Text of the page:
ISDP and the DEI Committee are seeking investigators from historically marginalized and underrepresented communities to apply for our inaugural DEI Committee-sponsored symposium, with intention to present at the 2024 Annual Meeting (Chicago, IL, Oct. 2nd-4th). Early-career investigators ((from graduate students to within seven years of earning a Ph.D., M.D., Psy.D., etc.) investigators are especially encouraged to apply. Topics may vary broadly across the spectrum of developmental psychobiology and represent cellular, animal, and/or human models. Symposia Themes: • Perinatal health of Black pregnant individuals • Caregiver brain health and racism/discrimination • Caregiver mental health and racism/discrimination • Bilingualism and cognition • Intergenerational transmission of trauma • Digital mental health in diverse communities Please submit below a 250-word abstract by Wednesday, March 20th. Selected individuals will be notified by Monday, March 25th. Selection does not guarantee presentation at the annual meeting; we will submit the symposium application on Monday, April 1st. By submitting this application, you are confirming that you will be willing and able to present at the annual meeting in-person if the symposium is accepted. Submission Form: bit.ly/isdp-dei-committee-symposium-form Please direct submission questions to: Lana Ruvolo Grasser, Ph.D., DEI Committee Chair, lgrasser@med.wayne.edu Joscelin Rocha-Hidalgo, Ph.D., DEI Committee Liaison, jr1679@georgetown.edu Diana Lopera Perez, DEI Committee Member, dlopera@bu.edu For more information on the annual meeting, please see here: https://isdp.org/current/ For more information on symposia submissions, please see here: https://isdp.org/call-for-symposium-submissions-for-isdp-2024/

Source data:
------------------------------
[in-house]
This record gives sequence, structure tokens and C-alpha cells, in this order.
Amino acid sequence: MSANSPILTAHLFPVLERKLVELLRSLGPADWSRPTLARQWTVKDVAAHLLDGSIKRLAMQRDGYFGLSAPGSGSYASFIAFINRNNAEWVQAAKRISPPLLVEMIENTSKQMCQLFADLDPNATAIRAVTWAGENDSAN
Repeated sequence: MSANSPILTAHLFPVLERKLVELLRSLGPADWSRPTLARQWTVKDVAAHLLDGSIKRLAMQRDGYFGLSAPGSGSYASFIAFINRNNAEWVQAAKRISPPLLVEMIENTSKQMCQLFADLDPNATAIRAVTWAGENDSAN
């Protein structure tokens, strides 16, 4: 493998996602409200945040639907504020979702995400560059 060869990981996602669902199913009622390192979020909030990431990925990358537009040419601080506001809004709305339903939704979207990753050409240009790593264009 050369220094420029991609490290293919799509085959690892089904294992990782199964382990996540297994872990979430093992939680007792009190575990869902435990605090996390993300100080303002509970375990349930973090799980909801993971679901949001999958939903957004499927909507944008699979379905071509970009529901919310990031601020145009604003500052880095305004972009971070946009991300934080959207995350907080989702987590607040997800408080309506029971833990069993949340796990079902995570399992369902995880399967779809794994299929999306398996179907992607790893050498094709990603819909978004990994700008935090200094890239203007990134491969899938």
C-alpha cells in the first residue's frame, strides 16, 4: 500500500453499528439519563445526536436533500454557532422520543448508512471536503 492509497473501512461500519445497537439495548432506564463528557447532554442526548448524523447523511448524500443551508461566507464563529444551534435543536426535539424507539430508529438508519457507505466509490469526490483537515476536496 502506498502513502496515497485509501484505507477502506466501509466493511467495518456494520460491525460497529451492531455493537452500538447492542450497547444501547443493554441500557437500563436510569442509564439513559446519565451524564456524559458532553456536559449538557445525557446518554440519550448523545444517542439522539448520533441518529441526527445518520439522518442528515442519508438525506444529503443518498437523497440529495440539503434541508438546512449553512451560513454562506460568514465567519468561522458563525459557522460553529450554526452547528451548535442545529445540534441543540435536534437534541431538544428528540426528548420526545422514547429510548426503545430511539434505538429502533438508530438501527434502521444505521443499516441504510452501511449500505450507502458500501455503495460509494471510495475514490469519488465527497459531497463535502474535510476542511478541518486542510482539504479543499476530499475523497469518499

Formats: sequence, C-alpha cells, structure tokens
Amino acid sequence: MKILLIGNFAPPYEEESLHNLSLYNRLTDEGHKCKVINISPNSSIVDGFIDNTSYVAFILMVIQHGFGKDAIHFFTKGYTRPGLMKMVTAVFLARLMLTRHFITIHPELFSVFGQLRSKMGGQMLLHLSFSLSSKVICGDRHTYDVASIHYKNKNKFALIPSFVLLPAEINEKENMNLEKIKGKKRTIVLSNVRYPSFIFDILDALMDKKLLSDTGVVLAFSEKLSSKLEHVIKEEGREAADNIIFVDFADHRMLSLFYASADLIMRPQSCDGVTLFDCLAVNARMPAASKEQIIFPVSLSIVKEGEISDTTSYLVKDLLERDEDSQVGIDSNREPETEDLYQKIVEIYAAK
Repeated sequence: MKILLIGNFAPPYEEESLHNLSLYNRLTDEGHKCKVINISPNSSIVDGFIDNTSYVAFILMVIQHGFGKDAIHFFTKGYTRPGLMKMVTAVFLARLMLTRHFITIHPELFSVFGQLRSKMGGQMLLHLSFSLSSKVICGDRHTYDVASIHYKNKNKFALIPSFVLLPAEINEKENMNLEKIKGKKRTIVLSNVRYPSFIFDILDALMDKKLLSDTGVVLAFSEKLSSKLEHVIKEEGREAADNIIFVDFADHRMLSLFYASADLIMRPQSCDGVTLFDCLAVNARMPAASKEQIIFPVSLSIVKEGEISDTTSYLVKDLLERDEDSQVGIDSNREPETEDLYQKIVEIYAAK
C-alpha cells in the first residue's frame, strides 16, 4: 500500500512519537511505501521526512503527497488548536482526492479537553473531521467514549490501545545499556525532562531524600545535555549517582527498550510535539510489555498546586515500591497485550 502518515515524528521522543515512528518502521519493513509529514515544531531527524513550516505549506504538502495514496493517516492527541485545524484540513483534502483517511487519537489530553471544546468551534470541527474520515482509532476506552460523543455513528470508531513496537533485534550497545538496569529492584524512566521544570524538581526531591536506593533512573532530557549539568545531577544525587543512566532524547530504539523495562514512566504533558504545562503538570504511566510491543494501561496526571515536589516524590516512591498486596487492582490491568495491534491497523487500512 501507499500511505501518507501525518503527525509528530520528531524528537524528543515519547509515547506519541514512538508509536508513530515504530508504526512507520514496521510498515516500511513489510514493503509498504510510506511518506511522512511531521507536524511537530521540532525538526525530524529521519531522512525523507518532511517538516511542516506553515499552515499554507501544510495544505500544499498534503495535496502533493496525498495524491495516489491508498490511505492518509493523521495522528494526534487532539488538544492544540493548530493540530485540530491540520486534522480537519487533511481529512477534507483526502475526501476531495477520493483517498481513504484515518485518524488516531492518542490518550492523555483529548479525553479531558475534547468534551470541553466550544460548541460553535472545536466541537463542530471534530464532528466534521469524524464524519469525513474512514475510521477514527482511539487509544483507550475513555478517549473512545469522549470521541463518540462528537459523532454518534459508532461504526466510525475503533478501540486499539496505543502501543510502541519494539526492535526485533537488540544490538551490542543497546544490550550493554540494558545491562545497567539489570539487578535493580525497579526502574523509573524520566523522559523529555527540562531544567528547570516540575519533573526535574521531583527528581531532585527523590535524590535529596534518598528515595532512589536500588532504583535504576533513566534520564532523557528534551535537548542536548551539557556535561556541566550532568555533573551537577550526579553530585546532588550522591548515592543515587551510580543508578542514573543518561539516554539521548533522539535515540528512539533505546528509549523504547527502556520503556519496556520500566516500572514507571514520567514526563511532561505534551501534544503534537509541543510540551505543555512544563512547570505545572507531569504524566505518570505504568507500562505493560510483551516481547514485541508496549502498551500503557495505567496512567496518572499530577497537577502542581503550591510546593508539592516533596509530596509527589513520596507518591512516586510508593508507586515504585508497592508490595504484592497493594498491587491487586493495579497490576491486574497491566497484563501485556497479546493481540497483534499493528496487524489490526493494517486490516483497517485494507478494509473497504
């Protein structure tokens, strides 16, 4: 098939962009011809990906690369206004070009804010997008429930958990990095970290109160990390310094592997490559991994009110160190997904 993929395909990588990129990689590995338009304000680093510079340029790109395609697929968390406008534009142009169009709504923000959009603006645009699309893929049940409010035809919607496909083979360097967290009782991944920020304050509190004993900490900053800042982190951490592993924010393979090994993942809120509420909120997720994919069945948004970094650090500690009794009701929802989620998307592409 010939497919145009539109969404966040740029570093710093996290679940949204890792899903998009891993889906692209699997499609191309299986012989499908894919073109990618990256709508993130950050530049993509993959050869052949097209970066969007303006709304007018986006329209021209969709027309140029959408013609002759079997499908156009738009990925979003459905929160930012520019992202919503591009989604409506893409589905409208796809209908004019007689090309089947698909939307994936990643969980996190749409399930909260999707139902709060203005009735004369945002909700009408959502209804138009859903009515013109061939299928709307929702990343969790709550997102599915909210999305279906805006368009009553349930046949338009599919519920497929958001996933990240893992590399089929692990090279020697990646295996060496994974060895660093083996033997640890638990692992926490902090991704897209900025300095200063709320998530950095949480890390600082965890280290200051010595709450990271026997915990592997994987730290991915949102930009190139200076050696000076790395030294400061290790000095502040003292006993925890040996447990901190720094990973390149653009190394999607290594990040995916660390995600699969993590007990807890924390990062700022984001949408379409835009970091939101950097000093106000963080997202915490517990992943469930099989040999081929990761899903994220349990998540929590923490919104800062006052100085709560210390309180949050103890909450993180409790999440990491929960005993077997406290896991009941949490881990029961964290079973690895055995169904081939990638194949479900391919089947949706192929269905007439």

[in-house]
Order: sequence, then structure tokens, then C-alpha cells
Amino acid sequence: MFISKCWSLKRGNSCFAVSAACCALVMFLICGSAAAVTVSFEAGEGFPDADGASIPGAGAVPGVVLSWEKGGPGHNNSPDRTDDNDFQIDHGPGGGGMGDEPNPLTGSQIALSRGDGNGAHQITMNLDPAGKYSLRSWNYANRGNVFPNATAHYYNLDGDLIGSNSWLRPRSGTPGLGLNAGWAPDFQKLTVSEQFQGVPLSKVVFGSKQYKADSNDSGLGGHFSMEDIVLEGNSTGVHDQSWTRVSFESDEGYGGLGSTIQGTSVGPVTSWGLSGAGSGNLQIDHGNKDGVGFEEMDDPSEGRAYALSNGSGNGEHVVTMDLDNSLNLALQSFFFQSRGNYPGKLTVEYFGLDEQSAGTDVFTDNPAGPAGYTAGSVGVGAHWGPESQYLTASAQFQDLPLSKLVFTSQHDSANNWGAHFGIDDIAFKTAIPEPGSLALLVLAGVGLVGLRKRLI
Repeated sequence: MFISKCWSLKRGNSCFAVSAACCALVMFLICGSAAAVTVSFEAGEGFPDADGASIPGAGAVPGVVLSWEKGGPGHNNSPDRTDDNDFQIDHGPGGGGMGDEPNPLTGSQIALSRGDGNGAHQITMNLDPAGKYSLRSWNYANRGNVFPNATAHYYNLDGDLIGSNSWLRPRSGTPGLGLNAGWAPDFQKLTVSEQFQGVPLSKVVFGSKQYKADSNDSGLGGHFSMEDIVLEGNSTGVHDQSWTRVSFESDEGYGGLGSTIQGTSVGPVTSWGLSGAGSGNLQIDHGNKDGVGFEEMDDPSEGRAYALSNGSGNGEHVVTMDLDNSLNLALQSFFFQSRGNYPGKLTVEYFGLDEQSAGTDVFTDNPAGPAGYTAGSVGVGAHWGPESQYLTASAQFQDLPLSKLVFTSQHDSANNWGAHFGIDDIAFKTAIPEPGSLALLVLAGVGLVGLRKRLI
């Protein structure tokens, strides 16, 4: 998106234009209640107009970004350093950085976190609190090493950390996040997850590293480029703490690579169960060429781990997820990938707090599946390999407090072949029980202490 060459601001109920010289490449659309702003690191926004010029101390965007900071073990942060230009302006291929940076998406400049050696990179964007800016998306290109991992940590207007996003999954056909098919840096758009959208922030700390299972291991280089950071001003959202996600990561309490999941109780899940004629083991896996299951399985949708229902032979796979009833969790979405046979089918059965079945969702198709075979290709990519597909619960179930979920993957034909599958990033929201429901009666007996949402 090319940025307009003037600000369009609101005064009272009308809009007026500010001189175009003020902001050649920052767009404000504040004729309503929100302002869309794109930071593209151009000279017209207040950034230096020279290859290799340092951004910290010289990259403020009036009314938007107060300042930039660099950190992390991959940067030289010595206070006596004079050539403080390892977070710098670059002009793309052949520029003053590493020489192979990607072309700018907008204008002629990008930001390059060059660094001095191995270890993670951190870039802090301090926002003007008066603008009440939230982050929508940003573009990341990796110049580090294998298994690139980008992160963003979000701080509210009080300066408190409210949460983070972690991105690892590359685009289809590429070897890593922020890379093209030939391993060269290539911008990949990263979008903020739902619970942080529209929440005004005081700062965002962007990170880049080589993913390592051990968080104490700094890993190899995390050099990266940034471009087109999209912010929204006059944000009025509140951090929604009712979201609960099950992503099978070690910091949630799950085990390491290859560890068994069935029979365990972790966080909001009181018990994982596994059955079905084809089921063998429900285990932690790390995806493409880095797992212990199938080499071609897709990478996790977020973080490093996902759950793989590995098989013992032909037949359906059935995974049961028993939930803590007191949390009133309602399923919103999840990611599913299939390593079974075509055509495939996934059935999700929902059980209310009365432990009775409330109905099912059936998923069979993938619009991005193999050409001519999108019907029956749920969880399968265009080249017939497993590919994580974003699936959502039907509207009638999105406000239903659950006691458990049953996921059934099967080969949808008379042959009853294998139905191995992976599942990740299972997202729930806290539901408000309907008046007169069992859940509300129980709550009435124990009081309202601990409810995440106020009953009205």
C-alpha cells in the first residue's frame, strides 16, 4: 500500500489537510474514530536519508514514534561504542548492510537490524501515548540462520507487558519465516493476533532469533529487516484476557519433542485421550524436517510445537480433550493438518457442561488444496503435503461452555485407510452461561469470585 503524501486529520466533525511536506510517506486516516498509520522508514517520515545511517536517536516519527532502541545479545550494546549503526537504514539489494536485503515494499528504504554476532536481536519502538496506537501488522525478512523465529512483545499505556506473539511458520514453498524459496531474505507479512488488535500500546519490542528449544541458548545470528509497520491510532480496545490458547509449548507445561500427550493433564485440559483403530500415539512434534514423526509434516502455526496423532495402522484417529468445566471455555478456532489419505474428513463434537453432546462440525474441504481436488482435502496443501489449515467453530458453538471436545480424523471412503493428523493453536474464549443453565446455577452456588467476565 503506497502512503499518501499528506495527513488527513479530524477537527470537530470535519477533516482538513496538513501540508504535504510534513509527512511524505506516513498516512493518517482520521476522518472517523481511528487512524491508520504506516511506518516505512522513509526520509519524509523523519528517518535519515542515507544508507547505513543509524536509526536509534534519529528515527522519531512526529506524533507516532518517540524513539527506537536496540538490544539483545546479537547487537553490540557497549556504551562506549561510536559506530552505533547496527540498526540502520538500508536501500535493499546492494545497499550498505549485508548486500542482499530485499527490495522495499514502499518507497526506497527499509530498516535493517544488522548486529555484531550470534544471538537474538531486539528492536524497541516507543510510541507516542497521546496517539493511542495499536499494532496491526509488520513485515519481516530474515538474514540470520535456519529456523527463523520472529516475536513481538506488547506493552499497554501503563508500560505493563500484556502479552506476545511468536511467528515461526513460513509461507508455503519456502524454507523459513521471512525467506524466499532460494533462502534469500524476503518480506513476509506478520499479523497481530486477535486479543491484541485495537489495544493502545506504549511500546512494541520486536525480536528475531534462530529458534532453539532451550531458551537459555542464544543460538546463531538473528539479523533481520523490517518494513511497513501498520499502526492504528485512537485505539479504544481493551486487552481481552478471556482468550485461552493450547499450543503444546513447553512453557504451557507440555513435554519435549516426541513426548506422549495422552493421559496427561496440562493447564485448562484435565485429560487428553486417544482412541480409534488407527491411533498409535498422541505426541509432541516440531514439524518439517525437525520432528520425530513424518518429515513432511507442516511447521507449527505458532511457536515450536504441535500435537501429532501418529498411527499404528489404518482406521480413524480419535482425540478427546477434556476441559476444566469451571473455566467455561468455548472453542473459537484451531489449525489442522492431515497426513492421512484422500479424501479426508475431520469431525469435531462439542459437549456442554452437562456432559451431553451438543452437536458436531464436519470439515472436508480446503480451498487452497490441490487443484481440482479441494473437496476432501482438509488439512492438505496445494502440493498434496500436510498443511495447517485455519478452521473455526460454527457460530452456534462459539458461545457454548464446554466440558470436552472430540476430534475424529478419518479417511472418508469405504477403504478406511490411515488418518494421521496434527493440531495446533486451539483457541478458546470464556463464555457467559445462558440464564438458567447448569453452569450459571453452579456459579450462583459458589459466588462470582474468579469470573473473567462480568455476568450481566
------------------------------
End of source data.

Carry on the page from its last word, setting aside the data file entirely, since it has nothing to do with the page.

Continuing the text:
Call for Speakers: ISDP DEI Committee Symposium

ISDP and the DEI Committee are seeking investigators from historically marginalized and underrepresented communities to apply for our inaugural DEI Committee-sponsored symposium, with intention to present at the 2024 Annual Meeting (Chicago, IL, Oct. 2nd-4th). Early-career investigators ((from graduate students to within seven years of earning a Ph.D., M.D., Psy.D., etc.) investigators are especially encouraged to apply.